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Epigenetic Defense Mechanisms: Coping with Transposable Elements in the Drosophila Genome

Epigenetic Defense Mechanisms

October 23, 2014 4:00 PM  – 5:00 PM
Druckenmiller Hall, Room 020

Sarah Elgin, Department of Biology, Washington University, St. Louis

Eukaryotic genomes contain high levels of transposable elements (TEs - retroviruses and DNA transposons) and their remnants, DNA that is commonly packaged for silencing in heterochromatin. Work in the fruit fly Drosophila melanogaster has suggested how such silencing occurs at the nucleosome level, utilizing an alternative pattern of histone modification with association of heterochromatin-specific proteins, notably HP1. This mechanism appears to be conserved from the yeast S. pombe to humans. Work in mice (by Jirtle and others) has shown that TE silencing can be sensitive to diet. Correct targeting of heterochromatin formation is critical, as inadvertent silencing will lead to loss of gene function, with deleterious effects (example - triplet repeat mutations in humans, such as Fragile X). In flies, both the type and density of repetitious elements (primarily transposons) appear to be critical. We find that Piwi (the piRNA binding protein) is critical for HP1a deposition at some TEs. Piwi appears to play a role in setting up heterochromatin structure in the early embryo, but is not required to maintain silencing in the eye linage. Alternative mechanisms may be involved in targeting simple repeats. Further work will be needed to understand these complex systems, which are critical to maintaining the integrity of the genome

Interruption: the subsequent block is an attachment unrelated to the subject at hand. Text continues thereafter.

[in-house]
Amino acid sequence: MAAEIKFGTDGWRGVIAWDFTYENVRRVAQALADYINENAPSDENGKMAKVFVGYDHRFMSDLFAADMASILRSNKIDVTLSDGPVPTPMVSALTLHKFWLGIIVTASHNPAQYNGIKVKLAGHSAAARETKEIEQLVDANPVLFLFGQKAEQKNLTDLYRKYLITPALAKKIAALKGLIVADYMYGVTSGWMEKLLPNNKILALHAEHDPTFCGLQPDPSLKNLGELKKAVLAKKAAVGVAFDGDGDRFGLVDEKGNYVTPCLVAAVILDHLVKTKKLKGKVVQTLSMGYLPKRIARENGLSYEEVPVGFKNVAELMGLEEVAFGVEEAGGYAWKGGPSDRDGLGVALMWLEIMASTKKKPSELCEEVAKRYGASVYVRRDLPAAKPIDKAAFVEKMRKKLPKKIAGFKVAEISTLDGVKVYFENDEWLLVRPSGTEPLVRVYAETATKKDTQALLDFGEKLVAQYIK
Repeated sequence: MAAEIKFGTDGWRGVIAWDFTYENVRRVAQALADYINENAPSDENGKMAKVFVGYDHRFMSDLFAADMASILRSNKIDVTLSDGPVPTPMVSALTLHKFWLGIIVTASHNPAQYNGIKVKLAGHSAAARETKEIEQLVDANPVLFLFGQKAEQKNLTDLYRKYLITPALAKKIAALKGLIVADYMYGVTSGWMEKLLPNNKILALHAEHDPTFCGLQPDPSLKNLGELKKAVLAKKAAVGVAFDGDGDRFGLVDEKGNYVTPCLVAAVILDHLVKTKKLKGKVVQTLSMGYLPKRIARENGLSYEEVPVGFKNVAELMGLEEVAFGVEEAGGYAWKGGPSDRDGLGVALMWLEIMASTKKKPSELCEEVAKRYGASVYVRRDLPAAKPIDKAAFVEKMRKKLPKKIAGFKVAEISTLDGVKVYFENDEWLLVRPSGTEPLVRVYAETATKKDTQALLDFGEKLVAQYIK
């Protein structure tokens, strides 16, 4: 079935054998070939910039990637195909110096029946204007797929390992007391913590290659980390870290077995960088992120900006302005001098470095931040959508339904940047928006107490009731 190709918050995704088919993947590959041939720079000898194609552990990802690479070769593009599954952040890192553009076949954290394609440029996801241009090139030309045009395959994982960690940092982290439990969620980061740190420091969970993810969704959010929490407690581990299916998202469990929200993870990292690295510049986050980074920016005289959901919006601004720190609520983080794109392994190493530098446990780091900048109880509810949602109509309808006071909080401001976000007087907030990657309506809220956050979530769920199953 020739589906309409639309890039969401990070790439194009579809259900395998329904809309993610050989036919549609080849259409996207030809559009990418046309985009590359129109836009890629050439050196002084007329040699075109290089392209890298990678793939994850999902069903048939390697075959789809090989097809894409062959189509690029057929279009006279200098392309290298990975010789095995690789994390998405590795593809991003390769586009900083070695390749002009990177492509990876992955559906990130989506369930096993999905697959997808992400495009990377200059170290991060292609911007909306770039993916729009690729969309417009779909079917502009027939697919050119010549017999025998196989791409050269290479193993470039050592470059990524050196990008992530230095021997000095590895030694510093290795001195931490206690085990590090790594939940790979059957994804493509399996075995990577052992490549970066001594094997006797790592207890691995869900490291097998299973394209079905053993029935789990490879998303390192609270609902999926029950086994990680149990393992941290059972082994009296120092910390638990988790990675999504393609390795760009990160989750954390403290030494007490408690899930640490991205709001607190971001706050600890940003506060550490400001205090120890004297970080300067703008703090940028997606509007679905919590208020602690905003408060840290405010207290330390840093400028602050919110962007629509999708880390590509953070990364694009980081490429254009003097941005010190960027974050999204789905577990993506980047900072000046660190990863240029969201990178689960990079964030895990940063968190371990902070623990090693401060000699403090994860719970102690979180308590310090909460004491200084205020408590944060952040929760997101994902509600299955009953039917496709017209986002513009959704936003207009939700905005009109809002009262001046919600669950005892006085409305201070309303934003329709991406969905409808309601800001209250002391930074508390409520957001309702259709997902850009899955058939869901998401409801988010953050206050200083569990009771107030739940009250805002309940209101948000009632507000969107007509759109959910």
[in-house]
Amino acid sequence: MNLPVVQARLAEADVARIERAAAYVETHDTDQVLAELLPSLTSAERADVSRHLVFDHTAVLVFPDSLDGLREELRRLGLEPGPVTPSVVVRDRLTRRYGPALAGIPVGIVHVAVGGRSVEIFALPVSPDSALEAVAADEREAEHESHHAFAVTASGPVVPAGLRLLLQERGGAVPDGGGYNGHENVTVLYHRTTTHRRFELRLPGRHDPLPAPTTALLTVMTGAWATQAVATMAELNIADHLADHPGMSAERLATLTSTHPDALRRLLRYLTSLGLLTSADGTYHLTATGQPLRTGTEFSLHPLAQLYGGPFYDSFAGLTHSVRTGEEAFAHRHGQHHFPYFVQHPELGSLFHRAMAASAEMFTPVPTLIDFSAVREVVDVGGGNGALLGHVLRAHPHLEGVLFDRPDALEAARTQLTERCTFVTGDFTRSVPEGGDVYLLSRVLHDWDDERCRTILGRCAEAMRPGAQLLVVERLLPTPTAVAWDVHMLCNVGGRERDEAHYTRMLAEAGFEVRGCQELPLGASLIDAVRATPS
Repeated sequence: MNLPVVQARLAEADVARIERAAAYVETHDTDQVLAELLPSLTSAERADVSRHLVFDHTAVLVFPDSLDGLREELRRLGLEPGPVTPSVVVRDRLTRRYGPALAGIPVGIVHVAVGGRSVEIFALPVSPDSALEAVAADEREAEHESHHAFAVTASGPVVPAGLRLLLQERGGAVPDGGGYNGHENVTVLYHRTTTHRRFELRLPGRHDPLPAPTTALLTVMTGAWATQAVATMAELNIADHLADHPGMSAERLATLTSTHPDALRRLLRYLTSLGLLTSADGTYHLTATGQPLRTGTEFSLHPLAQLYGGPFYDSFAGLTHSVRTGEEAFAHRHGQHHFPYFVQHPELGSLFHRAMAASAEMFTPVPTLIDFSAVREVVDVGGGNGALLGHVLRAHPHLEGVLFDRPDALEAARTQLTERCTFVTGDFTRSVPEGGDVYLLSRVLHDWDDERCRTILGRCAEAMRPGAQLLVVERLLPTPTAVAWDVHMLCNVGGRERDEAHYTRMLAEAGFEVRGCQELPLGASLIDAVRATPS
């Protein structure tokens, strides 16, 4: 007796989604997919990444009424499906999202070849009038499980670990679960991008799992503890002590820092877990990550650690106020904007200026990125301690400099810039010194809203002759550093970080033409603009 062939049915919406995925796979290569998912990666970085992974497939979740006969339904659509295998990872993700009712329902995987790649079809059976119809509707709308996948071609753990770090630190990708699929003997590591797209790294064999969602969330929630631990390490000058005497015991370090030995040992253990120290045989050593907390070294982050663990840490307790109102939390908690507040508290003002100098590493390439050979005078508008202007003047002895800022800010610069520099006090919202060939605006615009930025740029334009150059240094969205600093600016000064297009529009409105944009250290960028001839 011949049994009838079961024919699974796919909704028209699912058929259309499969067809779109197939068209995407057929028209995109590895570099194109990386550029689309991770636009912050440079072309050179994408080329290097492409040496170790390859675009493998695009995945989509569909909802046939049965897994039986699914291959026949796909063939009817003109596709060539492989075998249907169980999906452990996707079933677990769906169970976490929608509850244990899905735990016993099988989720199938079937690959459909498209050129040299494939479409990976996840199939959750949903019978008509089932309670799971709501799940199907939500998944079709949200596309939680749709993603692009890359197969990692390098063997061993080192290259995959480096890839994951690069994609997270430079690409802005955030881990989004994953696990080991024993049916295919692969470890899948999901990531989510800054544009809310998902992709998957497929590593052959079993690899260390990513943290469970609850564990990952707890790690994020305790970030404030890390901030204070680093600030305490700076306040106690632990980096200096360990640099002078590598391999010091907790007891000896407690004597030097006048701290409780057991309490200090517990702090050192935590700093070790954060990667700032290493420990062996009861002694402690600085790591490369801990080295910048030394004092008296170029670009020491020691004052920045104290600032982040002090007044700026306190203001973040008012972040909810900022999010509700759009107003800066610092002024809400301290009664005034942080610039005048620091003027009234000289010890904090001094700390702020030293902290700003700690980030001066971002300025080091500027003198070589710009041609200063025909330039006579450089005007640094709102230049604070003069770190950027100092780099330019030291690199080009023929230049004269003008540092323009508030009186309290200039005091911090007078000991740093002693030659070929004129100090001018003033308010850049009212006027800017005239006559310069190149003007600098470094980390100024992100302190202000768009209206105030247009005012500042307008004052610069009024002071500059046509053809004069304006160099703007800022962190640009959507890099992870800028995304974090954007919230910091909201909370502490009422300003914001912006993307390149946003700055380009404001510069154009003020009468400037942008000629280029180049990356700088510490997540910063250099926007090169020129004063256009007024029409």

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Exploring with Drosophila: Lessons Learned on a Journey through the Fly Genome

Exploring with Drosophila

October 24, 2014 12:30 PM  – 3:30 PM
Visual Arts Center, Kresge Auditorium

2014 President's Science Symposium. Key note speaker. Sarah Elgin, Department of Biology, Washington University, St. Louis